CONSTIPATION - a patient's guide
- Constipation is difficulty in passing stools
- Symptoms include less than three bowel motions a week or experiencing pain
- Many people do not have one bowel movement a day, and this is normal
- Constipation may be caused by irritable bowel syndrome, lack of fibre, or disease
- See a doctor if constipation is a sudden development
- Treatment includes eating more fibre and getting more exercise
- The use of laxatives is a last resort
- Always respond to the "call of nature" as soon as possible
How the bowel functions:
In order to understand constipation better, it is important to understand how the bowel works. The digestive tract is one long tube - about 26 feet long in an adult from the mouth to the anus. It has different tasks at different levels.
When you swallow food it goes into the stomach - the first part of the food factory. The stomach is a baggy part of the digestive tract just under the ribs. It is not the whole abdomen as some people think.
After acid and enzymes breakdown the food it moves on to the small intestine. This is the longest part of the digestive tract but is called "small" because it is smaller in diameter to the next part of the digestive tract - the large intestine (also known as the colon) During digestion the small intestine absorbs the nutrients from the food and sends the waste to the colon. The main function of the colon is to absorb water from the waste. As the food residue moves through the colon, water is absorbed back into the body and and the residue becomes firmer and is called "the stool". Bacteria work on the stool and help produce some vitamins used by the body and give the stool its unpleasant smell. Normally, the stool stays in the colon just long enough for most of the water to be absorbed, but stays soft enough to pass out the anus easily. If the stool moves through the colon too slowly, more water is absorbed so that it becomes hard and dry and difficult to pass through the anus.
When exactly is a person constipated?
Constipation means problems with bowel movements. A person who has less than three bowel motions a week or experiences pain and difficulty passing a stool is considered constipated.
It is one of the most common digestive disorders and the rate increases with age. Older adults are five times more likely to have problems with constipation than young people.
Most people have one bowel movement a day. However, many have less than this but that does not mean they are constipated.
Constipation is caused by a number of factors including irritable bowel syndrome, lack of dietary fibre, some medications, psychiatric disorders, haemorrhoids, anal fissures, hormonal disturbances, inactivity, and diseases of the colon such as bowel cancer and diverticulitis in which part of the colon becomes inflamed.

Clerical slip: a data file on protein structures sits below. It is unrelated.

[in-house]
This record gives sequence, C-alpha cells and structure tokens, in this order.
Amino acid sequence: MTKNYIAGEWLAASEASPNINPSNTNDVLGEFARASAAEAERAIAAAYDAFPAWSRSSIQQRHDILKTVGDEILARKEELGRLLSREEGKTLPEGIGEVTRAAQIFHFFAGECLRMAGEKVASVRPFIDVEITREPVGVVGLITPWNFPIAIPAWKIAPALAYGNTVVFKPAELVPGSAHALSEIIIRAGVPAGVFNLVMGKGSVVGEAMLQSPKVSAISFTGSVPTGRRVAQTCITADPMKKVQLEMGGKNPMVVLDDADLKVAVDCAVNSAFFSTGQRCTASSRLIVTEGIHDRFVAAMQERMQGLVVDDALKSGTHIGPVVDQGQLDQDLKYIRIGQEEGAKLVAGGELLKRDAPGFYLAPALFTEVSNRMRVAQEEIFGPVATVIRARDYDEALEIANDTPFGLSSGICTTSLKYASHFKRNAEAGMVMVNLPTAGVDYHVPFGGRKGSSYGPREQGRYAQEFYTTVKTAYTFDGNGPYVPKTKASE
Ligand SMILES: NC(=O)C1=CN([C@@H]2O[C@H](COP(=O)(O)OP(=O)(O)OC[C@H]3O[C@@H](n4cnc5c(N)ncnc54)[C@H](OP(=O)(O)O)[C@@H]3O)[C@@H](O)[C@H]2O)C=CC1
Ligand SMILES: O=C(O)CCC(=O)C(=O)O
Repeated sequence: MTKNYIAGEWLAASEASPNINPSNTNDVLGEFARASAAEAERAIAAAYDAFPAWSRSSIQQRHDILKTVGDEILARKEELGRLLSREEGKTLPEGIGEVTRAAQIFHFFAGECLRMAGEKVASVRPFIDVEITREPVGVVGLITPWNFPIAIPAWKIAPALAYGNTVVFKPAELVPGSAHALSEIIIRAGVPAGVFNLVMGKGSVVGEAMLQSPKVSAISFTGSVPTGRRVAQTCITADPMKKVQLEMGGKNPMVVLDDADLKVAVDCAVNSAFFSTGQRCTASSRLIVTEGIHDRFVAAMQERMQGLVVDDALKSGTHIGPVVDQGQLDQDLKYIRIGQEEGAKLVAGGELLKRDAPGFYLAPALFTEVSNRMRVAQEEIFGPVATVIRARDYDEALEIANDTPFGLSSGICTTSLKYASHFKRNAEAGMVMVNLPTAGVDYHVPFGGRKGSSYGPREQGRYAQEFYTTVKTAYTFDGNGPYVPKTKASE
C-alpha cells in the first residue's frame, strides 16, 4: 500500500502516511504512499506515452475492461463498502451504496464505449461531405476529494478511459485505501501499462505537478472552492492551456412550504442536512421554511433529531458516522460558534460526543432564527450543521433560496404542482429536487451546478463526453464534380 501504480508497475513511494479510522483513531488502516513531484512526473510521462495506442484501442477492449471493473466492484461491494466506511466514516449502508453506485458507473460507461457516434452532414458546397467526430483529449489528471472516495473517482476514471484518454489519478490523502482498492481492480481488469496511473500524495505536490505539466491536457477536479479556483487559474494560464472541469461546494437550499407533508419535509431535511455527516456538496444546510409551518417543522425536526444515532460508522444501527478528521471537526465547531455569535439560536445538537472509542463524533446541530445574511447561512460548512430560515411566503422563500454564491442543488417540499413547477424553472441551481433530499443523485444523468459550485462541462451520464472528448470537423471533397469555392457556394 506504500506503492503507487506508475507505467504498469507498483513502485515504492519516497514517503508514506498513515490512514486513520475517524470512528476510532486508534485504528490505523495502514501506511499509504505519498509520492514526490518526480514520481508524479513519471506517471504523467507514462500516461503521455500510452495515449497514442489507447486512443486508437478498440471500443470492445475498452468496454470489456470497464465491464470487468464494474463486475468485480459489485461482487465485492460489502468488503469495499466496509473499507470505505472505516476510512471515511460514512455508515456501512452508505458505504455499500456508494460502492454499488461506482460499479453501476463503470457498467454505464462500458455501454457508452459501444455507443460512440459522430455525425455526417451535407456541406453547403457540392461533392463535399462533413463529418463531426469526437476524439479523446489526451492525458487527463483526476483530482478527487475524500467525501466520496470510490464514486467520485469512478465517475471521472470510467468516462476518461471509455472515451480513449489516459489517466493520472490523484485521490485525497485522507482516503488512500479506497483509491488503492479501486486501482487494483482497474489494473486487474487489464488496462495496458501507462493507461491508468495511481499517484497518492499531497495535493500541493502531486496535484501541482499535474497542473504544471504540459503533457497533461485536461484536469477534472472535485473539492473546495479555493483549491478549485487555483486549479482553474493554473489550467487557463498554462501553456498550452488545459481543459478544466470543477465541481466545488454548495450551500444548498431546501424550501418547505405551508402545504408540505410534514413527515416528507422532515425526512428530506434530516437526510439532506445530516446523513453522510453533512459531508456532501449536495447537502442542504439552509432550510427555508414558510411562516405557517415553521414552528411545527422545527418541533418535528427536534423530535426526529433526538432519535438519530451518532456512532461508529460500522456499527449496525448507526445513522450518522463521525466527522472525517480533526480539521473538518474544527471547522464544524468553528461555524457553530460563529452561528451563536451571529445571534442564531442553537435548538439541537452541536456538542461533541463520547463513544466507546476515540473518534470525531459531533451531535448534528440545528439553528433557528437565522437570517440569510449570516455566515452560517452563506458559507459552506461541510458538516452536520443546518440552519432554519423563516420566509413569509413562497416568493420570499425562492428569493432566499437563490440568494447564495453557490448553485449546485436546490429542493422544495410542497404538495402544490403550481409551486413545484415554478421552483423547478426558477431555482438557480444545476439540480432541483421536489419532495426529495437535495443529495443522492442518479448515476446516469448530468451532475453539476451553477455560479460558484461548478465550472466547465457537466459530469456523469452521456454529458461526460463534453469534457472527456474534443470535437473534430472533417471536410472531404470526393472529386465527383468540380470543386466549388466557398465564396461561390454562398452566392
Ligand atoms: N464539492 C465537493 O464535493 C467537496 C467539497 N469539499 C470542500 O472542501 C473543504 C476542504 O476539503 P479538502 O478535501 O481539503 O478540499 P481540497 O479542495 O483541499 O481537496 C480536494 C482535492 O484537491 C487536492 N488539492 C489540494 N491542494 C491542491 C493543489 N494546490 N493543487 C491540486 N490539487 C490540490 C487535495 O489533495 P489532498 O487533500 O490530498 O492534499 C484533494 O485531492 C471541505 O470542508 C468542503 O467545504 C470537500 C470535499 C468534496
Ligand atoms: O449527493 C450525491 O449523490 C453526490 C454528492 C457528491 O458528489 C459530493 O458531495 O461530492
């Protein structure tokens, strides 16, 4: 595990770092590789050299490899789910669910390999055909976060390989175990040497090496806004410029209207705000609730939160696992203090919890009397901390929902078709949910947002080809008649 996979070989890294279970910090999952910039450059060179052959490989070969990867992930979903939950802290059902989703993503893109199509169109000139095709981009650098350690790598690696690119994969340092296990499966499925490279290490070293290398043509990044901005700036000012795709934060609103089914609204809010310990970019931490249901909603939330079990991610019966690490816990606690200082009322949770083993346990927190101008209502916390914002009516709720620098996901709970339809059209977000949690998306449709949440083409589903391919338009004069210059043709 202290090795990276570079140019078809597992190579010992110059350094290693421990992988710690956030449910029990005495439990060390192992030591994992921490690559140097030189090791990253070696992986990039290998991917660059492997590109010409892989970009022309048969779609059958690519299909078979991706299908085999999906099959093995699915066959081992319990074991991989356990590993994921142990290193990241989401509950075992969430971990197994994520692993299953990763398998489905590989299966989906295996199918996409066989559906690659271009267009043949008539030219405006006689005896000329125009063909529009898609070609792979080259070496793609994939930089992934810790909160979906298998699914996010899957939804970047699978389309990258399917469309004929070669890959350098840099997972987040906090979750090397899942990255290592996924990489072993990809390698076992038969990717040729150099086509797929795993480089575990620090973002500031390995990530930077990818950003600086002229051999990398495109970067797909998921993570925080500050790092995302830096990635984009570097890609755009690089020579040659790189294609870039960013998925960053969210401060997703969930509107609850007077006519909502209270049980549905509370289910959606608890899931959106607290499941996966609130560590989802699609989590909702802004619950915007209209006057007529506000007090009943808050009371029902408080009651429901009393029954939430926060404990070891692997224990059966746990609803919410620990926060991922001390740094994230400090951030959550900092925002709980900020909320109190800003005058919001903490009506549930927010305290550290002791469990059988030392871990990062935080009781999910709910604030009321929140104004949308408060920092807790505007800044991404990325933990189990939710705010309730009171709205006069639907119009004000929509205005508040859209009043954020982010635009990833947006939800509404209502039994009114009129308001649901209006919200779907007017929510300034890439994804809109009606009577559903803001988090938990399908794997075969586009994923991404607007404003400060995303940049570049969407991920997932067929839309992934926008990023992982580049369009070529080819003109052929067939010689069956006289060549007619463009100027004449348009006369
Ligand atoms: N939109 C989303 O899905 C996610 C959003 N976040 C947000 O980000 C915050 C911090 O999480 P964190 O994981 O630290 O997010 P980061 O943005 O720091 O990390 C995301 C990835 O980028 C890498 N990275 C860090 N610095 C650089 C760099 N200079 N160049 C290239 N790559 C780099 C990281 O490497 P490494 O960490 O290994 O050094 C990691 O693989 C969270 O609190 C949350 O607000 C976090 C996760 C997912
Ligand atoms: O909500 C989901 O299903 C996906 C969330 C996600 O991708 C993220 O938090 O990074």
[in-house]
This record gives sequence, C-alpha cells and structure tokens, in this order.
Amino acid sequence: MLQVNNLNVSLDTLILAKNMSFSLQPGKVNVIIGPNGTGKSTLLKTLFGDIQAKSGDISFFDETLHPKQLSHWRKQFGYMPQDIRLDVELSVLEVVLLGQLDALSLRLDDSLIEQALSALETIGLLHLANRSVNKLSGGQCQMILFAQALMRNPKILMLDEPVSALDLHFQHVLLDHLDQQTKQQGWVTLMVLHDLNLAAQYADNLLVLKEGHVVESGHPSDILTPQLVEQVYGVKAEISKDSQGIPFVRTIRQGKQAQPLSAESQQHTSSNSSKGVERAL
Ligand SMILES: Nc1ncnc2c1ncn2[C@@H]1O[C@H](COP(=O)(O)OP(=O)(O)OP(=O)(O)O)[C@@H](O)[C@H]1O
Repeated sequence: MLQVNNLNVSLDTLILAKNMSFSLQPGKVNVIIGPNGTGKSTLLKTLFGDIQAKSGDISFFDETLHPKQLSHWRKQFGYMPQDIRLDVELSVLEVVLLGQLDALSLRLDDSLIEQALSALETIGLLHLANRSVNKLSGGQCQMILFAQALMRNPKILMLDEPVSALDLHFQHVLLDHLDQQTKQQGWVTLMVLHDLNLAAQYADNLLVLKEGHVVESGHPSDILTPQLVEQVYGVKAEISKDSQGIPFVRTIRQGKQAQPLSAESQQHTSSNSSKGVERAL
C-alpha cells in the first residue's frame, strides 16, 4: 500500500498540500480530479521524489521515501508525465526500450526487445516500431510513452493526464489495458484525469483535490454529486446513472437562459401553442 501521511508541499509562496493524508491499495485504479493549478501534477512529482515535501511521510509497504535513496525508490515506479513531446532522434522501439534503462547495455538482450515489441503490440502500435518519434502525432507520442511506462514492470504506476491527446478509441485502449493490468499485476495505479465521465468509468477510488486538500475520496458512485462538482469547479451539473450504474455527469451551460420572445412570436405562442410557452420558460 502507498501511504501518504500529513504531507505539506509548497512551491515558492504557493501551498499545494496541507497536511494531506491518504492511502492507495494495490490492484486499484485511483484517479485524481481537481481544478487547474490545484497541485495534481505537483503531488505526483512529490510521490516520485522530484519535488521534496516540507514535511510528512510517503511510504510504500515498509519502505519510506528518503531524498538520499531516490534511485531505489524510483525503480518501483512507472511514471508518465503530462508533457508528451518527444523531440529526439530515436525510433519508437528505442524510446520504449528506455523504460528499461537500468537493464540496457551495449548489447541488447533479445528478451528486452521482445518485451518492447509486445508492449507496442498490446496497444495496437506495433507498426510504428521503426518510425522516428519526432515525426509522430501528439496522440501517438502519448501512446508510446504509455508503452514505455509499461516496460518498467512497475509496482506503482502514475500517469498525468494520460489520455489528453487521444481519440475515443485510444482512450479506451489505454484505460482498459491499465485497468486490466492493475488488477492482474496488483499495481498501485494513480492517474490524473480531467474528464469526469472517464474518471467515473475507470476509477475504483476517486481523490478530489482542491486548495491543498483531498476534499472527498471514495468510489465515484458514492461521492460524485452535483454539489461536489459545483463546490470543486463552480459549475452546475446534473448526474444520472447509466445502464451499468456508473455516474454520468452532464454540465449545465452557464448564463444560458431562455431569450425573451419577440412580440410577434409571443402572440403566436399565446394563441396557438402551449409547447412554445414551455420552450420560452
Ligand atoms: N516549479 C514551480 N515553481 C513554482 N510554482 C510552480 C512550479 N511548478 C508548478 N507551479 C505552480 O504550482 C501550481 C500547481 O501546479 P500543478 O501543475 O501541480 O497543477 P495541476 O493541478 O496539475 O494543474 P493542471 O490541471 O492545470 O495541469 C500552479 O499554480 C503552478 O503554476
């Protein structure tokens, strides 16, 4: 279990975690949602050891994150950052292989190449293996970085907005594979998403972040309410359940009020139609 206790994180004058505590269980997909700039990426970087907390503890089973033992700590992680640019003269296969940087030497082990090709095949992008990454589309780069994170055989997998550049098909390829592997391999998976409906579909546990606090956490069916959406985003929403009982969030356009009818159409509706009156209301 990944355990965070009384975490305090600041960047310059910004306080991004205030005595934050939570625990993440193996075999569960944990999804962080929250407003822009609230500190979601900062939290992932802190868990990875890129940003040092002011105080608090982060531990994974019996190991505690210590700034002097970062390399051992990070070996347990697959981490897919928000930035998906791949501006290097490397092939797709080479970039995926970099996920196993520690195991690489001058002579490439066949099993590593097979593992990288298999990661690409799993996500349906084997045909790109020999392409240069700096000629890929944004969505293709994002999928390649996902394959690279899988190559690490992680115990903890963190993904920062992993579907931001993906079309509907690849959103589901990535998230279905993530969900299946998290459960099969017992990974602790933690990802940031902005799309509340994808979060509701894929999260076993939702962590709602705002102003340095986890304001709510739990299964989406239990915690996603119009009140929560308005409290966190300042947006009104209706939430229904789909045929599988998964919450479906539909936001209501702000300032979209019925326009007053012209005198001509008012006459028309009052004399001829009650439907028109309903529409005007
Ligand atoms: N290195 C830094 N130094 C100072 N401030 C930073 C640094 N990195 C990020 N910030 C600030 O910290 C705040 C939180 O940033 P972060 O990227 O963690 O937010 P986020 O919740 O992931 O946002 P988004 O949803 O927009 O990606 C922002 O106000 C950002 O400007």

Irritable bowel syndrome is one of the most common causes of constipation because bowel spasms can make it harder for stools to pass through the digestive system.
Bowel cancer can make the bowel passage smaller and lead to a blockage.
Disease like multiple sclerosis and Parkinson's disease can also cause constipation.
Medications that can cause constipation include some narcotics, antidepressants, anticonvulsants, iron tablets, antacids and some heart medication. Abuse of laxatives can also cause the drugs to become ineffective and lead to constipation.
What are the symptoms?
Having less than three bowel motions a week or straining and experiencing pain while passing a stool are the main symptoms.
Some people may have small and hard stools, and feel they have not completely emptied their bowel after passing a stool.
See a doctor if the constipation is a sudden development. A full investigation of the digestive system is recommended in over 30 year olds to exclude serious disease.
Diagnosis of the cause of constipation may involve a barium enema x-ray, a colonoscopy (a flexible tube which examines the whole colon) or sigmoidoscopy (an examination of the lower end of the colon and rectum).
Some children experience constipation by failing to respond to the urge or go, or from extreme psychological distress.
Serious cases of constipation may require medical attention.
Constipation is usually not serious, but in some cases it is the only symptom of cancer.
Straining during a bowel movement can lead to haemorrhoids (piles) or anal fissures.
What is the treatment?
Extra fibre is the initial treatment approach. Studies have proved that a high-fibre diet can lead to more frequent bowel motions that are softer and easier to pass.
People are advised to eat more fruit and vegetables and add extra fibre to their diet such as bran or bulk laxatives like Metamucil.
Liquid enemas inserted into the rectum, such as Microlax, can offer fast relief. It softens the bowel contents, allowing a bowel movement in about 15 minutes.
Laxative tablets should only be used as a last resort and for a short time only.
Regular exercise and drinking more water may also be helpful.
People are also advised to respond quickly to the urge to use the toilet. Some people do not like using toilets away from home and can become constipated.
How can it be prevented?
Eat a high-fibre diet, get plenty of exercise and drink lots of water.
Respond to the urge to go as soon as possible and do not rely on laxatives. Make time to use the toilet.
Your doctor will be able to guide you as to how to prevent and treat the condition, as well as advise if further tests may be needed.